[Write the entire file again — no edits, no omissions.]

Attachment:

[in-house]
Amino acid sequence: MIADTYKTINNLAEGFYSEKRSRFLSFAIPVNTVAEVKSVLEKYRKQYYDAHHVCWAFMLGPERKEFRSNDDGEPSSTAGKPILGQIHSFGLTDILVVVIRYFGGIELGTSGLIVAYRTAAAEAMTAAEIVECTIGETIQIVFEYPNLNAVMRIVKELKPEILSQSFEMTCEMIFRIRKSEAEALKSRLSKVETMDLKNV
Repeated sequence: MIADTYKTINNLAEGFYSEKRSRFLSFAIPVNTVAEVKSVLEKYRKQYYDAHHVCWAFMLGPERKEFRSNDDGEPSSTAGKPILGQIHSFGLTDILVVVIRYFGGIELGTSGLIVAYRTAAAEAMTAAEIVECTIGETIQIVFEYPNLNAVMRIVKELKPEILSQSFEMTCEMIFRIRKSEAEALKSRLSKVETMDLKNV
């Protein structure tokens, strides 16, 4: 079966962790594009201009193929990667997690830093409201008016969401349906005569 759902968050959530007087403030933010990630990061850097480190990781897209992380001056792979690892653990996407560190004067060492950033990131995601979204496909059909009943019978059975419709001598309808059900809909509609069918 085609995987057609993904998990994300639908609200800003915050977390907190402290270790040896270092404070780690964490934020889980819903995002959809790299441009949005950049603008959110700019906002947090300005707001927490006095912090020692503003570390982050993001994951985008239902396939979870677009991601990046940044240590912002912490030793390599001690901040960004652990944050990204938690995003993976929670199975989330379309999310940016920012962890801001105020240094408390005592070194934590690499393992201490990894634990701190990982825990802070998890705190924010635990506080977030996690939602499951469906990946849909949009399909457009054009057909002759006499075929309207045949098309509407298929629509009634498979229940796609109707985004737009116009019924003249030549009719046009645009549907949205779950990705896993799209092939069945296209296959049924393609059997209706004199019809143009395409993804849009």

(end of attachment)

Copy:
[in-house]
Amino acid sequence: MIADTYKTINNLAEGFYSEKRSRFLSFAIPVNTVAEVKSVLEKYRKQYYDAHHVCWAFMLGPERKEFRSNDDGEPSSTAGKPILGQIHSFGLTDILVVVIRYFGGIELGTSGLIVAYRTAAAEAMTAAEIVECTIGETIQIVFEYPNLNAVMRIVKELKPEILSQSFEMTCEMIFRIRKSEAEALKSRLSKVETMDLKNV
Repeated sequence: MIADTYKTINNLAEGFYSEKRSRFLSFAIPVNTVAEVKSVLEKYRKQYYDAHHVCWAFMLGPERKEFRSNDDGEPSSTAGKPILGQIHSFGLTDILVVVIRYFGGIELGTSGLIVAYRTAAAEAMTAAEIVECTIGETIQIVFEYPNLNAVMRIVKELKPEILSQSFEMTCEMIFRIRKSEAEALKSRLSKVETMDLKNV
């Protein structure tokens, strides 16, 4: 079966962790594009201009193929990667997690830093409201008016969401349906005569 759902968050959530007087403030933010990630990061850097480190990781897209992380001056792979690892653990996407560190004067060492950033990131995601979204496909059909009943019978059975419709001598309808059900809909509609069918 085609995987057609993904998990994300639908609200800003915050977390907190402290270790040896270092404070780690964490934020889980819903995002959809790299441009949005950049603008959110700019906002947090300005707001927490006095912090020692503003570390982050993001994951985008239902396939979870677009991601990046940044240590912002912490030793390599001690901040960004652990944050990204938690995003993976929670199975989330379309999310940016920012962890801001105020240094408390005592070194934590690499393992201490990894634990701190990982825990802070998890705190924010635990506080977030996690939602499951469906990946849909949009399909457009054009057909002759006499075929309207045949098309509407298929629509009634498979229940796609109707985004737009116009019924003249030549009719046009645009549907949205779950990705896993799209092939069945296209296959049924393609059997209706004199019809143009395409993804849009």